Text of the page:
the subject and psychotherapy

Dear Reader,

The following is an indirect response to Steve Kogan's posting, "the subject
and privileging lived experience" of 2/3/96.

Steven Kogan writes:
" ... Foucault and others have declared the 'death' of the authorial
centered subject of
western epistemology in favor of a subject whose identity is emergent in
discourse. So why priviledge meaning construction of individuals? ..."

My reading of Foucault is that he was suspicious of all efforts by the human
sciences to define the
subject. His approach in the History of Sexuality, vol.1 seemed to be to
question over and over
again why, during the 19th century, sexuality was both the most obvious and
troublesome subject
in need of discourse. I find myself thinking that for our contemporary
culture the problematic
issue that needs to be suspiciously regarded, in terms of underlying
power/knowledge dynamics, is
not so much sexuality but the problematic nature of the self. Why are we so
concerned with
uncovering the self or narrating the self? Are these efforts parallel to the
previous imperatives to
bring everything to do with sexuality into discourse? (cf. Philip Cushman's
"Why the Self is
Empty" in American Psychologist, May, 1990).

Foucault's critique of psychotherapy as a product of "confessional
technology" has been
troublesome one for me, as a psychotherapist. While his critique was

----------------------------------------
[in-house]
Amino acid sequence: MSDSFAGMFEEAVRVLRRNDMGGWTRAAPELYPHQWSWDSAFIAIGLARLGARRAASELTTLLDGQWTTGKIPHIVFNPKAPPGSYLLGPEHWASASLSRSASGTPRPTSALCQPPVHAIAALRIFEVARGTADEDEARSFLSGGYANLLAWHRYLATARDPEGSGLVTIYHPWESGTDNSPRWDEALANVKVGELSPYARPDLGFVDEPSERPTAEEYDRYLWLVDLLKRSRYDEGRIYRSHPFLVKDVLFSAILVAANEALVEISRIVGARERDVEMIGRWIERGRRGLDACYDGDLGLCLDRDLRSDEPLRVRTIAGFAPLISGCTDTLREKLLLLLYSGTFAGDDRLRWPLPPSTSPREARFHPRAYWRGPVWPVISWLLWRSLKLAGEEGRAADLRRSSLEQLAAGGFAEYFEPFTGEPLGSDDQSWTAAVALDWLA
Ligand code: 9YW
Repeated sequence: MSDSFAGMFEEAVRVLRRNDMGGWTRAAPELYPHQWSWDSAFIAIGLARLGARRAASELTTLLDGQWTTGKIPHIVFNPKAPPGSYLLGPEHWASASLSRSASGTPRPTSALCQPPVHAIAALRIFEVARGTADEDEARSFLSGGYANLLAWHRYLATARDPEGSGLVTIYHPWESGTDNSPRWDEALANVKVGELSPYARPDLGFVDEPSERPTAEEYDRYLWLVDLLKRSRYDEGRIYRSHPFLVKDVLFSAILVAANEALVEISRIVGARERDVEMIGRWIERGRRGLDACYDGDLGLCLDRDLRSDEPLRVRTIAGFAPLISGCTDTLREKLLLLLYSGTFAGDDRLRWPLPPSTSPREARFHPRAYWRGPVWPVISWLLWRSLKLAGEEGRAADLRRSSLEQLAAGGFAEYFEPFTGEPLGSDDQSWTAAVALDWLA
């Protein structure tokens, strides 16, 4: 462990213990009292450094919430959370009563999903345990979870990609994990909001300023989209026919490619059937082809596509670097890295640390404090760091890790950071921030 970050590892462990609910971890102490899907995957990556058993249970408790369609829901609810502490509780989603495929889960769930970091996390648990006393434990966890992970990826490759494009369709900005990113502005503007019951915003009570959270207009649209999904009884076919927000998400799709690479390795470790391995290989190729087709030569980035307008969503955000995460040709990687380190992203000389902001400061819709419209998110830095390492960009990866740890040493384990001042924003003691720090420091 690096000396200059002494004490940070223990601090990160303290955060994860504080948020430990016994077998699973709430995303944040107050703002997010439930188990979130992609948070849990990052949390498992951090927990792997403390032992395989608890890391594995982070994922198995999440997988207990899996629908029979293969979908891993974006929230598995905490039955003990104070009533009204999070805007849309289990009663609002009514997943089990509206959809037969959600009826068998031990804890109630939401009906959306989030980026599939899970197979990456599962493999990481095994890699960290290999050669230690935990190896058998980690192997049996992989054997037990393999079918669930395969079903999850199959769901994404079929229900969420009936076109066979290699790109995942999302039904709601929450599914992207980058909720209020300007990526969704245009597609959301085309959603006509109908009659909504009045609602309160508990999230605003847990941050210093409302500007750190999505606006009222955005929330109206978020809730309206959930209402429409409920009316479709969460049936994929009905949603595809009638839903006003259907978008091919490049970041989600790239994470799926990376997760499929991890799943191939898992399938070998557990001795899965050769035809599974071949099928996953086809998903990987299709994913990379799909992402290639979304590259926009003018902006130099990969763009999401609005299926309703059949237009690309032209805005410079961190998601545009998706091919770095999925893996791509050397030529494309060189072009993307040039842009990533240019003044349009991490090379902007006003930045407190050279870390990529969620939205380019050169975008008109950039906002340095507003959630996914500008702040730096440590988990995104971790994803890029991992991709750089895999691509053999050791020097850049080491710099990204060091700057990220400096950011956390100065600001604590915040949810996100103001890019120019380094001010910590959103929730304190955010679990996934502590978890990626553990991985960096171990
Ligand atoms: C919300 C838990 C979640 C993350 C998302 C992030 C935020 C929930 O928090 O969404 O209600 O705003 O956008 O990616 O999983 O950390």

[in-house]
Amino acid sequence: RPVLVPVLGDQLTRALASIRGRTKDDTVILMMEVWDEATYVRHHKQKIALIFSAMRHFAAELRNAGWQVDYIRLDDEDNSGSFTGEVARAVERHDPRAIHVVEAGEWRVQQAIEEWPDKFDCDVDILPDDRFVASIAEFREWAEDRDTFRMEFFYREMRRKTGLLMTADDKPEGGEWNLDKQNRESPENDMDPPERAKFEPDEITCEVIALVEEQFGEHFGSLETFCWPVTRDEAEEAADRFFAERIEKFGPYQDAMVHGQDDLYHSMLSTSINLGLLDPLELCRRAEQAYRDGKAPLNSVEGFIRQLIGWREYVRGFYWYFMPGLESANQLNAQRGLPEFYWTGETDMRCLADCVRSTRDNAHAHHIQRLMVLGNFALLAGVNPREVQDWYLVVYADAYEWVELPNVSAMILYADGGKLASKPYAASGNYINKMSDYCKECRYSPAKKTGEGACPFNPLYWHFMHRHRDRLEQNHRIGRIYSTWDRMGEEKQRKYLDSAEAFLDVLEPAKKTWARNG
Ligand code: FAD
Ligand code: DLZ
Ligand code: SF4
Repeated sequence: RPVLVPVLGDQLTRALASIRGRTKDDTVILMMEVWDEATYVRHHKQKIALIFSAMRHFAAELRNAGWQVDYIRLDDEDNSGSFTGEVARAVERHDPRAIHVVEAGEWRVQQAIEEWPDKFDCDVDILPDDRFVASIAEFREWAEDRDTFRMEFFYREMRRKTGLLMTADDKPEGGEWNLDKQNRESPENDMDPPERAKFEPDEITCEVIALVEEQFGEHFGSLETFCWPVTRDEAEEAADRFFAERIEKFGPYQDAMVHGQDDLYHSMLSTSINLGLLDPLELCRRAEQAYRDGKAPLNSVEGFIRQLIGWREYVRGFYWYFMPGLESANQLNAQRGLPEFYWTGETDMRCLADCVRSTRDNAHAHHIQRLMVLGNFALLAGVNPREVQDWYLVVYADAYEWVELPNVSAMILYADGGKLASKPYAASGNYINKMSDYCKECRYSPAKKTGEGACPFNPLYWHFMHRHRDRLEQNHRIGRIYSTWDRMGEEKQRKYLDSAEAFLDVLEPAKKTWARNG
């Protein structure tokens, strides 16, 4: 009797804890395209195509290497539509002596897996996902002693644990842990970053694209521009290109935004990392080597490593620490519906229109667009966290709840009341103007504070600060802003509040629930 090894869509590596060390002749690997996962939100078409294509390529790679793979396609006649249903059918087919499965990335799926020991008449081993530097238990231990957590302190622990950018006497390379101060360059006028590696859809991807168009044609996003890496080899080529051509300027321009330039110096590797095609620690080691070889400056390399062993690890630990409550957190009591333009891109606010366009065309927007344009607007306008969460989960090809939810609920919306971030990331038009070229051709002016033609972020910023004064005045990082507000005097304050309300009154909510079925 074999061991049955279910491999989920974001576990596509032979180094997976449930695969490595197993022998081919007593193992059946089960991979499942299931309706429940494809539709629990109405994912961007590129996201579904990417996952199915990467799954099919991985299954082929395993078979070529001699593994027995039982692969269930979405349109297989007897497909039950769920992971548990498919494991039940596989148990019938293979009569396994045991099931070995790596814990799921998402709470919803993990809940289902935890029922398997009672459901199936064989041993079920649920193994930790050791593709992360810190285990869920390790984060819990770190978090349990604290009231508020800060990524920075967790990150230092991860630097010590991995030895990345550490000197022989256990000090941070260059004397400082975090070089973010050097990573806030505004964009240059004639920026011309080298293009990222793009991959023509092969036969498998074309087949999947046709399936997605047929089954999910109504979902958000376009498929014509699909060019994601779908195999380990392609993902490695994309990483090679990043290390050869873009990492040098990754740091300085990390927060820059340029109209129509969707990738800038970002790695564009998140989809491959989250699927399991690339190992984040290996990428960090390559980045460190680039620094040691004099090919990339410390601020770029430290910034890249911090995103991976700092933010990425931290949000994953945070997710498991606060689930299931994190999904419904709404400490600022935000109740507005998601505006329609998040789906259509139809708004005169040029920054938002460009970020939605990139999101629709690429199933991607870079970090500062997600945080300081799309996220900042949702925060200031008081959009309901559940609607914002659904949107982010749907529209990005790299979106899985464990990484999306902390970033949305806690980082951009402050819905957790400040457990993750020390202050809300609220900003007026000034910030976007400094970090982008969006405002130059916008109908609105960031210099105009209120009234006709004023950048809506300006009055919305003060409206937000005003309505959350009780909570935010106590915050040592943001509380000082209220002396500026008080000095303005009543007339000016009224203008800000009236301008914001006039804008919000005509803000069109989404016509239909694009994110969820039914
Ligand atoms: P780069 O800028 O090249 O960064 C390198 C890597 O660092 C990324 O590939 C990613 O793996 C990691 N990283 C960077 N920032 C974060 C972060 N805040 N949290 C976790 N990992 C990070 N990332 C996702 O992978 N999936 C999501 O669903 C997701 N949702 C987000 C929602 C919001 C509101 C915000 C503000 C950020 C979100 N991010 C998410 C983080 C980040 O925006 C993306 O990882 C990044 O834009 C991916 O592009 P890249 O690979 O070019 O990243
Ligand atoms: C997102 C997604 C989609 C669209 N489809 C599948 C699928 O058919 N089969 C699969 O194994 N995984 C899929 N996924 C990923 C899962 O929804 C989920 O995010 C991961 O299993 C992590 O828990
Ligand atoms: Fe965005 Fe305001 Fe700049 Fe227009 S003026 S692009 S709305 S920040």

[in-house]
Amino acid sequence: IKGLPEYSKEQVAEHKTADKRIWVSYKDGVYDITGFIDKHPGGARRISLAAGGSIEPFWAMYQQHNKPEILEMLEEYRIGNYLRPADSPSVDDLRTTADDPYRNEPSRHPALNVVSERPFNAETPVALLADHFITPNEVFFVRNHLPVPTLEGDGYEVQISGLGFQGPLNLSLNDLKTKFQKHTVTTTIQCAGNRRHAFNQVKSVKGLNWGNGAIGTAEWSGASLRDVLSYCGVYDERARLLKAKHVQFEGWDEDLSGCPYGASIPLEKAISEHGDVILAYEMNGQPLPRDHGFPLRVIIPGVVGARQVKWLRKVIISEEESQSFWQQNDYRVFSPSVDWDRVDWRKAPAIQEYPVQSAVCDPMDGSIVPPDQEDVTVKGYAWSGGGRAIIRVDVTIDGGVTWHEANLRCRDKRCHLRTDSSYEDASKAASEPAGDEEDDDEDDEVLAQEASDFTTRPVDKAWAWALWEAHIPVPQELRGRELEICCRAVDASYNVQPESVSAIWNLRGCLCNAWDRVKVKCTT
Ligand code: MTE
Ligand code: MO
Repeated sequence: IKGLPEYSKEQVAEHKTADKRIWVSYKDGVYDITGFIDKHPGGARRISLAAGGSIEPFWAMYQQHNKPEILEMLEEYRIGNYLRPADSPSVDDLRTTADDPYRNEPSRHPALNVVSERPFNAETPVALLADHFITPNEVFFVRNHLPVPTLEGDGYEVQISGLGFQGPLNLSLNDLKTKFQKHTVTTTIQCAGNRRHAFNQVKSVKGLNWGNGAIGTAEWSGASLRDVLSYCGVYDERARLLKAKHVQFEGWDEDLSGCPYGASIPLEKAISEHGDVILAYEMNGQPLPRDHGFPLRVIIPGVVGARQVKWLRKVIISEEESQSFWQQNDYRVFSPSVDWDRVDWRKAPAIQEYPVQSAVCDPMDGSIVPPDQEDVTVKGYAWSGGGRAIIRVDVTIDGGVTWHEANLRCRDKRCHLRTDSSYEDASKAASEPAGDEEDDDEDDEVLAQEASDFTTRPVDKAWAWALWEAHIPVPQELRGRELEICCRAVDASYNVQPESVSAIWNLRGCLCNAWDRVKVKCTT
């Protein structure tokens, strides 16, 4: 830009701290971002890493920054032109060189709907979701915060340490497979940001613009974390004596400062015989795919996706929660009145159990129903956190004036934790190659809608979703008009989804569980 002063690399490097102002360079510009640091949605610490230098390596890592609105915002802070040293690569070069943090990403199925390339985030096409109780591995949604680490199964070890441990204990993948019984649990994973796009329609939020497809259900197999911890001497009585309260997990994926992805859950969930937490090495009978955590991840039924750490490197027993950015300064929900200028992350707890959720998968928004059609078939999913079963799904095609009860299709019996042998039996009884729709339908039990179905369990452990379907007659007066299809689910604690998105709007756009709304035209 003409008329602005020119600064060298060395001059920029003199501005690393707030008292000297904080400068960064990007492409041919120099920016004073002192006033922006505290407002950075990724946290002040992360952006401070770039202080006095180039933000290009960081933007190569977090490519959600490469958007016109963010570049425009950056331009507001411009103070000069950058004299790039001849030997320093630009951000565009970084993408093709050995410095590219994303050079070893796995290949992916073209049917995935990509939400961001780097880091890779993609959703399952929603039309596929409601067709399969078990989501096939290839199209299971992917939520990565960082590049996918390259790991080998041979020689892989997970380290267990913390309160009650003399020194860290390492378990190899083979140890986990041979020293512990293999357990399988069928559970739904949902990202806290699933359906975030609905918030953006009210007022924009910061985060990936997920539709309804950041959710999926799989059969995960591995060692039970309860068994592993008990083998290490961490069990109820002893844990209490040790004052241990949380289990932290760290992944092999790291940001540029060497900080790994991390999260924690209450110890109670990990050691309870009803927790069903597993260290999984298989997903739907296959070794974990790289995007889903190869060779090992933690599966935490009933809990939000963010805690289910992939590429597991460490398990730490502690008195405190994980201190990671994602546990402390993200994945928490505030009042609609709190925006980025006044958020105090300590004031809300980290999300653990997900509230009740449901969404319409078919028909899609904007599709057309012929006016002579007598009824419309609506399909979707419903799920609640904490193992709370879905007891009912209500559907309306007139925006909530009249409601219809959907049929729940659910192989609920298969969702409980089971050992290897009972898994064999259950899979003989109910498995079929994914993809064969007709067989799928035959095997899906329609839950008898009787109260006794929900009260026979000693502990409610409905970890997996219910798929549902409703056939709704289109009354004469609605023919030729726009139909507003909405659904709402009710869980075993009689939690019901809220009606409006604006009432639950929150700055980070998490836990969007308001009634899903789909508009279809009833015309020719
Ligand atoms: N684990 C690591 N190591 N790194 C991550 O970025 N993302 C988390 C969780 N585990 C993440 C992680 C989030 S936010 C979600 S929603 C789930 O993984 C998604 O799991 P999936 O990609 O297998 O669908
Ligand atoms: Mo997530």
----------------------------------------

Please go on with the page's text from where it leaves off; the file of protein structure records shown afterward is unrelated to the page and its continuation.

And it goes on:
illustrated mostly by
problems with psychoanalysis, the issue is a much more general one. How is
psychotherapy, or any form of talking therapy, to not be a manifestation of a
subjectifying themselves? Insofar as the client is now the "expert", how is
this not an insidious
process of subjectification, parallel to the penitent's need to examine their
own conscience,
regardless of whether they are in the presence of their confessor?

My own thoughts about this are that the work of the psychotherapist can be
justified on the same
ground that Foucault's interpretive analysis of history can considered
beneficial. In both cases,
however, there seems to be an ill-defined line between something enlightening
(dare I add
liberating) and something that is just another part of the totalizing
processes that constitute
progress for the human sciences. I would appreciate the thoughts of others
on this, as well.

John Sproule
Knoxville, TN

email: jbcycle9@xxxxxxx


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